The vast gap between solid liberals and steadfast conservatives on this question is striking (these results also provide context to the widely divergent and passionate responses to Ta-Nehisi Coates’ Atlantic cover story this spring making the case for reparations). But so too is the gap striking between solid liberals — a group that’s highly educated, urban and well-off — and their younger “next generation” counterparts.
Another potential factor is that the “next generational left” is much more likely to say that government can’t afford to do more to help the needy (56 percent) than solid liberals (12 percent). And so perhaps their views on what changes government might still make to create equality for blacks are colored by their skepticism that government can afford to do more.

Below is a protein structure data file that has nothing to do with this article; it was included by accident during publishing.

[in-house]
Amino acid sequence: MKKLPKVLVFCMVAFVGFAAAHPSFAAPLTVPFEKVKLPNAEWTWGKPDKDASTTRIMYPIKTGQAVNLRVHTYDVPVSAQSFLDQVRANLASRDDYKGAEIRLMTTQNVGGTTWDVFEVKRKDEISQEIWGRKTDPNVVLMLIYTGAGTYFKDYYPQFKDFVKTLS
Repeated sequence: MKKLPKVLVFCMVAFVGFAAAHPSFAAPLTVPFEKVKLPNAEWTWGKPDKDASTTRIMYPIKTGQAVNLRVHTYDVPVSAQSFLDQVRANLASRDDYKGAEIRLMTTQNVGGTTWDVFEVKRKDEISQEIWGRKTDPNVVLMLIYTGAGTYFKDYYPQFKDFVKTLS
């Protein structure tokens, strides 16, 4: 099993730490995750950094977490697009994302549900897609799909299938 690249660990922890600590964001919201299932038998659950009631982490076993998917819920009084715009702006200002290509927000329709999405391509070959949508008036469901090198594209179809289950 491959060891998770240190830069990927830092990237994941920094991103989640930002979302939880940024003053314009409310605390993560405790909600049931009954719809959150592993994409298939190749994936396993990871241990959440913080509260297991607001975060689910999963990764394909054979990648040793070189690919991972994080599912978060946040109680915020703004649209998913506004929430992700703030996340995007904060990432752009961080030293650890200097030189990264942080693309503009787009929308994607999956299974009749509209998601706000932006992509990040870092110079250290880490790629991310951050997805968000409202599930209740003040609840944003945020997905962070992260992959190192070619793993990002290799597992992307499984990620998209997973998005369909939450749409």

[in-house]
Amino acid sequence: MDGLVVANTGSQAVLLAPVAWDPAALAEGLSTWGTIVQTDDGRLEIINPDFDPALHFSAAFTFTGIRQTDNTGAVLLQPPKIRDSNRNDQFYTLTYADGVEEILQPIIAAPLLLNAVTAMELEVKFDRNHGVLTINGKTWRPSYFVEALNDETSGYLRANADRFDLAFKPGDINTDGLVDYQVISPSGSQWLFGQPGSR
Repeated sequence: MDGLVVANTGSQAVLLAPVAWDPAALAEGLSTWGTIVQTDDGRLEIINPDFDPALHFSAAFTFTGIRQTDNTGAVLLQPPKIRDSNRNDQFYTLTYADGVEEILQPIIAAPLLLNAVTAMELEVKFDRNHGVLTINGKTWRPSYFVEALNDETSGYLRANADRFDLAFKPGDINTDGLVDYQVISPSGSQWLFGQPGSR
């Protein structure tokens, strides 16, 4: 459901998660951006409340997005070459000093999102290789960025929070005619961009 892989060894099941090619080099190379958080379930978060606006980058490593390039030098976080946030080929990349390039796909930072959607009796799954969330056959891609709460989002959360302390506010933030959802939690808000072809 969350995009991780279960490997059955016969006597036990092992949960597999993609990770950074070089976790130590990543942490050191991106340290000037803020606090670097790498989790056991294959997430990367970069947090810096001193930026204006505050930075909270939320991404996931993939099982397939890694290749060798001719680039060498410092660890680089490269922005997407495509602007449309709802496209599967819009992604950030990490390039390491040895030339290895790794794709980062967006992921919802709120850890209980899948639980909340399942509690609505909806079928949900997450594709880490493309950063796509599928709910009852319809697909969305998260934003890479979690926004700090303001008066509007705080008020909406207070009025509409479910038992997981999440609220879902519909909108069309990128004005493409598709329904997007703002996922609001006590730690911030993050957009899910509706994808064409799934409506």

Of course, another explanation is that the lifetime of younger liberals has encompassed less discrimination than their parents and grandparents saw. But evidence suggests that discrimination — even if we now see subtler forms of it — has by no means disappeared. A more revealing question might grant people the chance to answer that both discrimination and personal responsibility play a role, to varying degrees. Perhaps we’d see then that young liberals believe discrimination persists, just to a lesser degree than in the past.